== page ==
Peer-to-peer lending eyes mainstream after UK rule change

Fri Mar 21, 2014 1:02pm EDT

Related Topics

* UK proposes allowing P2P investments in tax-free accounts

* Market could leap to 45 bln pounds in 10 years - Liberum

* Investment firms say details, regulation key to uptake

By Freya Berry

LONDON, March 21 (Reuters) - Peer-to-peer lending, where individuals lend money directly to small companies or other individuals, could be set to take off in Britain after the government proposed allowing such investments to be included in tax-free savings accounts.

Keen to improve returns for savers struggling with low interest rates and to help improve small companies' access to credit, the government said in its annual budget on Wednesday that it was looking at letting peer-to-peer (P2P) investments into popular tax-free Individual Savings Accounts (ISAs).

Analysts at broker Liberum said such a move would be a major boost for an industry which offers high returns, in exchange for the higher risks involved. They forecast it could jump in size to 45 billion pounds ($74 billion) within a decade, from less than 1 billion now.

"I think it will be a tipping point," said James Meekings, co-founder of P2P platform Funding Circle.

"Tax breaks allow people to lend to slightly more risky businesses ... the challenges are the details of how it works with existing industry."

P2P loans allow individuals to invest in a low-cost way, usually via online platforms.

The government hopes the industry will help boost credit to firms faced with a cut in bank lending, and assist savers struggling with rock-bottom interest rates.

The average net return from investors using Funding Circle is 6.1 percent. By comparison, a low-risk, cash ISA might offer about 1.75 percent, the website moneysavingexpert.com showed.

Under the proposed new rules, on which the government is consulting and has not set a date for implementation, P2P platforms could be allowed to offer their own ISAs in competition with providers of mainstream cash or equities ISAs such as Fidelity and Hargreaves Lansdown.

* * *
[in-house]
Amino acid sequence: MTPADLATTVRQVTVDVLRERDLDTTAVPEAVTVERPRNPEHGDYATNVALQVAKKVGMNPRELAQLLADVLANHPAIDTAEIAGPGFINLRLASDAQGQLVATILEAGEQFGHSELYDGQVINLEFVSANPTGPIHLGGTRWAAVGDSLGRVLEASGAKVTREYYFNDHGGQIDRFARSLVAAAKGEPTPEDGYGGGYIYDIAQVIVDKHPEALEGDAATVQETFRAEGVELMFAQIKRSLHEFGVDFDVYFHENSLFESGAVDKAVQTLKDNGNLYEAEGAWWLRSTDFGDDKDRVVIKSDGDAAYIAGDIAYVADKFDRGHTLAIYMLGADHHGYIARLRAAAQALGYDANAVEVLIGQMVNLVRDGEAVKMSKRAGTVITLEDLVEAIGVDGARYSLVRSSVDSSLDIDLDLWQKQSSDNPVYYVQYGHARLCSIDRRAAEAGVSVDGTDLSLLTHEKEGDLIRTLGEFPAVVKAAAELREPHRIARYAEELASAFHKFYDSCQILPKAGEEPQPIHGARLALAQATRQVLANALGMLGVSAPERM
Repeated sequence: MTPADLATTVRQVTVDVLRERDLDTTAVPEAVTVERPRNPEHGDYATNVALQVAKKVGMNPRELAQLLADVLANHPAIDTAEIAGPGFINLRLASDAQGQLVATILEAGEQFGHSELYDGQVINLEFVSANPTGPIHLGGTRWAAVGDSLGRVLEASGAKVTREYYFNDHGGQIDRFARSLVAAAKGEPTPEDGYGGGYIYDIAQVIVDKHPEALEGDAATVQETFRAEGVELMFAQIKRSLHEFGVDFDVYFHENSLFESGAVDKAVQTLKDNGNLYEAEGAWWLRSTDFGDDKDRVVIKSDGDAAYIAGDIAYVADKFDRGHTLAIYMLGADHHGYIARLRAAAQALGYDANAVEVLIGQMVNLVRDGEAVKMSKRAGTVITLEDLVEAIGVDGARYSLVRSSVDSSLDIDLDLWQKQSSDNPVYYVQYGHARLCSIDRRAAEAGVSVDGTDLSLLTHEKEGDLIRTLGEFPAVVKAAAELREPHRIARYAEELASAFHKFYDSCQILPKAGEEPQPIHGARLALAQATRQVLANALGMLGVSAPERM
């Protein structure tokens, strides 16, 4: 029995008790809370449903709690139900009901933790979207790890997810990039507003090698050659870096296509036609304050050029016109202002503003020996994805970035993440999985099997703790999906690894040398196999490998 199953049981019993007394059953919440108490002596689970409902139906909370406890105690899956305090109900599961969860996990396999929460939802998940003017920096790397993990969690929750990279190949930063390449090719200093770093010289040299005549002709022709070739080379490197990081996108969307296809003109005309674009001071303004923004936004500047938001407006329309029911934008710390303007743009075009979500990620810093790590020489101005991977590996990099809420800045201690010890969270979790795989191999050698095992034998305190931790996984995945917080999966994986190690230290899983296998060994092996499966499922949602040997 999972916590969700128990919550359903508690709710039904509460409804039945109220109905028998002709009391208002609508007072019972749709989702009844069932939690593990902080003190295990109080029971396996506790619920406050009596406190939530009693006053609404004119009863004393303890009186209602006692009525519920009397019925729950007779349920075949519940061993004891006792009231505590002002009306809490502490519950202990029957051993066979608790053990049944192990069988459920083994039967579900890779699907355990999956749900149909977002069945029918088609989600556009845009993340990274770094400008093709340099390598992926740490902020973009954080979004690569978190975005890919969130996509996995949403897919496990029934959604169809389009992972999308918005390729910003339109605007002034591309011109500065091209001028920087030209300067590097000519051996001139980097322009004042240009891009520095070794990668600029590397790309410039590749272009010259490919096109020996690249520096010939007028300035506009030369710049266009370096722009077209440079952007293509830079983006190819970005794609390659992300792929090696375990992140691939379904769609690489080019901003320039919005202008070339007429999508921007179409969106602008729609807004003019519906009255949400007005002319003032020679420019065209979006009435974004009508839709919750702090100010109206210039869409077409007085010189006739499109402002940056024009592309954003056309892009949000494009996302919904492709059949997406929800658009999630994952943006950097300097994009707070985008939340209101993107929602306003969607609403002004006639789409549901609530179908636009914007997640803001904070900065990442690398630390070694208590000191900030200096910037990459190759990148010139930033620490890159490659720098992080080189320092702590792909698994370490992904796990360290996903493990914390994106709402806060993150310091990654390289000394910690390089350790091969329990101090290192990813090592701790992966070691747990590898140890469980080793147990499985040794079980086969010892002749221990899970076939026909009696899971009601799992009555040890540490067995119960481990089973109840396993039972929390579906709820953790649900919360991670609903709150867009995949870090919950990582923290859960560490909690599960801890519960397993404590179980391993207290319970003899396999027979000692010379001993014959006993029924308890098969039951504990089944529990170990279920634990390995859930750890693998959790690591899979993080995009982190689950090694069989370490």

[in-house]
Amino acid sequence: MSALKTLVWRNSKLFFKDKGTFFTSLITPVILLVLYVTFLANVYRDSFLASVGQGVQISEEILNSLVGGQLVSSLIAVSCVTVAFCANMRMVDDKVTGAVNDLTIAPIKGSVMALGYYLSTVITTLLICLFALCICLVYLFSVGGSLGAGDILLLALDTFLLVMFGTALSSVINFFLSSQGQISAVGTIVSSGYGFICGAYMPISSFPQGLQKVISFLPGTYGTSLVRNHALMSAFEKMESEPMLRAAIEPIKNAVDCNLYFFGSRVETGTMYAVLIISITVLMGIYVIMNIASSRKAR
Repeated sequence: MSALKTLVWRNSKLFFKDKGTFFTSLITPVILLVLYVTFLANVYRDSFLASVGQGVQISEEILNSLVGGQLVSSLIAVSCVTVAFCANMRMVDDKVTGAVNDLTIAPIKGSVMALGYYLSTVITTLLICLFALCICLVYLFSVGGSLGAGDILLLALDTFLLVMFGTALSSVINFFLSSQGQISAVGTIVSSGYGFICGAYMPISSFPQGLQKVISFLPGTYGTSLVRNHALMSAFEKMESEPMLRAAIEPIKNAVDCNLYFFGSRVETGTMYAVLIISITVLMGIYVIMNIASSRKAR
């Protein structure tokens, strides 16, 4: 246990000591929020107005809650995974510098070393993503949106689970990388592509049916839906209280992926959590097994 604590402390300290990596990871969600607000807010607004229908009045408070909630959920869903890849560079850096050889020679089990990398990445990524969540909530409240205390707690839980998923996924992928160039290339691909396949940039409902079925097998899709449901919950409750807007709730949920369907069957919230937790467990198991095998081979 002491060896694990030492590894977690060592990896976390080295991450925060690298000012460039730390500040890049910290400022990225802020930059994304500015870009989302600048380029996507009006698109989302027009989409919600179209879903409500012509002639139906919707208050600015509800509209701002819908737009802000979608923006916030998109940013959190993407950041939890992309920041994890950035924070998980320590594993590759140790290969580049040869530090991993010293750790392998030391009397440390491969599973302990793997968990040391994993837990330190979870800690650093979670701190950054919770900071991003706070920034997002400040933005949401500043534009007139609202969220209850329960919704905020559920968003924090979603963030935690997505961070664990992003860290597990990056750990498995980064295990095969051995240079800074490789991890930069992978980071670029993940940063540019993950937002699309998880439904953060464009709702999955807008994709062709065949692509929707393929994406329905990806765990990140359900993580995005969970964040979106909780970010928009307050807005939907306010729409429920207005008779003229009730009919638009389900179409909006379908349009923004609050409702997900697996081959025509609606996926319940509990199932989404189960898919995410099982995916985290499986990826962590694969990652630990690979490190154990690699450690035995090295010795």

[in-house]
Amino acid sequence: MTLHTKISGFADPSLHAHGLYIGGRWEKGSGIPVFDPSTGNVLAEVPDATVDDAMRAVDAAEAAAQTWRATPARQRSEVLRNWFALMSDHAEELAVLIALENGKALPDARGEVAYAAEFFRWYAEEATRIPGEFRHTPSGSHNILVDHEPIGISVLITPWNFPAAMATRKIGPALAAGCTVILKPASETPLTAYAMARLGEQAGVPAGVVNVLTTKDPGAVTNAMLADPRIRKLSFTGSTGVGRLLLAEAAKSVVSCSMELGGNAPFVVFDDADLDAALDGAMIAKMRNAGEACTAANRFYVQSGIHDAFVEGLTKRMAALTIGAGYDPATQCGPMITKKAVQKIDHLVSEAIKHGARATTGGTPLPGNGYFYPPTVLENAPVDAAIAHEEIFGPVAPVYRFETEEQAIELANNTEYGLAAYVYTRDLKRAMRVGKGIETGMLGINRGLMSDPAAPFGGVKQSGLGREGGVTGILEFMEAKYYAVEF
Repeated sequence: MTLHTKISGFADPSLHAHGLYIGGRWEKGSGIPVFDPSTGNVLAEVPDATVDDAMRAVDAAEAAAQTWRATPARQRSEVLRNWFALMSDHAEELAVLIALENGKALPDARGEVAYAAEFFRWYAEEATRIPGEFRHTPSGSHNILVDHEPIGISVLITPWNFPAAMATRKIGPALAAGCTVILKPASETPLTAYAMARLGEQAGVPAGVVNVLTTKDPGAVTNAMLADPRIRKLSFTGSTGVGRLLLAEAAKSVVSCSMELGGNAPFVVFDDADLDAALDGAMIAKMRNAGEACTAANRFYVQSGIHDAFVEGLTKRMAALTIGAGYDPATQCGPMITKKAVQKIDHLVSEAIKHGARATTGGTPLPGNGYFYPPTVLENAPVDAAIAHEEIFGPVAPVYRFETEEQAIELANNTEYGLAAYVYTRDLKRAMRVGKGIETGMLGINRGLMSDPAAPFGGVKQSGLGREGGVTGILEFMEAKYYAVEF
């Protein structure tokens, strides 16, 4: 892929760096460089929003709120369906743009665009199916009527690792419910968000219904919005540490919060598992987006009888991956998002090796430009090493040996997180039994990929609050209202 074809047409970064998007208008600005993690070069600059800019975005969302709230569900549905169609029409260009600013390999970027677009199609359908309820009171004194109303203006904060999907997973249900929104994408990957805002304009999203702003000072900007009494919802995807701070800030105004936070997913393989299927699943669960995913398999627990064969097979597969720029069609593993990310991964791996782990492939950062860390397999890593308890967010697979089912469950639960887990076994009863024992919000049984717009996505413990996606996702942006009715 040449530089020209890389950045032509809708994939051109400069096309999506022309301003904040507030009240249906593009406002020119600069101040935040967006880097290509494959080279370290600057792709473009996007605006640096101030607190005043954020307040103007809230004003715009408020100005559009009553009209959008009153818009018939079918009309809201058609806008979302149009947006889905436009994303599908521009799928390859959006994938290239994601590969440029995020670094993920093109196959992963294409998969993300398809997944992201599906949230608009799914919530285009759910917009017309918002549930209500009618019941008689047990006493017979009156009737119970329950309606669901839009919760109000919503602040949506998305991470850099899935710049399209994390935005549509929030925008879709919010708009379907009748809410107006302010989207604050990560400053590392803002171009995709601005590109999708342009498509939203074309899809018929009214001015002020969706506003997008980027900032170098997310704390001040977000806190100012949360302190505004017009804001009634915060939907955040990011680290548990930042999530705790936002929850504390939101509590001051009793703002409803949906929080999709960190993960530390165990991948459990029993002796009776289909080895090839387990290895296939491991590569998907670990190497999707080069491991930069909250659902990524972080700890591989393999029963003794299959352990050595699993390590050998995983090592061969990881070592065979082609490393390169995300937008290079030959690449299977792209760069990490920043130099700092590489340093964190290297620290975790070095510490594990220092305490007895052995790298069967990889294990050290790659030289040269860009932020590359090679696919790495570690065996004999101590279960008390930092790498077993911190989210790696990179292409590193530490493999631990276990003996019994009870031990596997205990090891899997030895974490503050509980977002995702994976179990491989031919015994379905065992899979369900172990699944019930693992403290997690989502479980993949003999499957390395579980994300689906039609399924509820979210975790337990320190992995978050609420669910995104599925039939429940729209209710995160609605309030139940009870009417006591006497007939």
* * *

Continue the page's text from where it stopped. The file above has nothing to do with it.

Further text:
With the P2P sector still so young and lightly regulated, however, the traditional providers say growth is unlikely to be quick, at least in the near future.

"P2P isn't ready to go into ISAs yet," said Danny Cox, head of financial planning at Hargreaves Lansdown. "In its current form, it's a relatively small and immature market, whereas we're working with billions of pounds."

Cox said detail about the government plans - particularly whether they would allow for the flexibility of transferring money in and out of ISAs and the daily valuations his clientele demands - would be crucial to determining eventual take-up.

P2P lending is also still largely unregulated, although that will change in April when the Financial Conduct Authority plans to announce a set of industry rules.

"Being an unregulated product in a regulated world, we need to see what the products are like when they come out the other side," Cox said.

Competition for the ISA pound is sharp and likely to intensify given the sums involved.

Some 57.4 billion pounds a year is invested by adults in ISAs, data from the Tax Incentivised Savings Association shows, while Hargreaves Lansdown's Vantage ISA division alone is worth 13.6 billion pounds.

And that pie is only likely to get bigger after finance minister George Osborne this week nearly tripled the ISA allowance to 15,000 pounds a year.

($1 = 0.6057 British Pounds) (Editing by Simon Jessop and Mark Potter)

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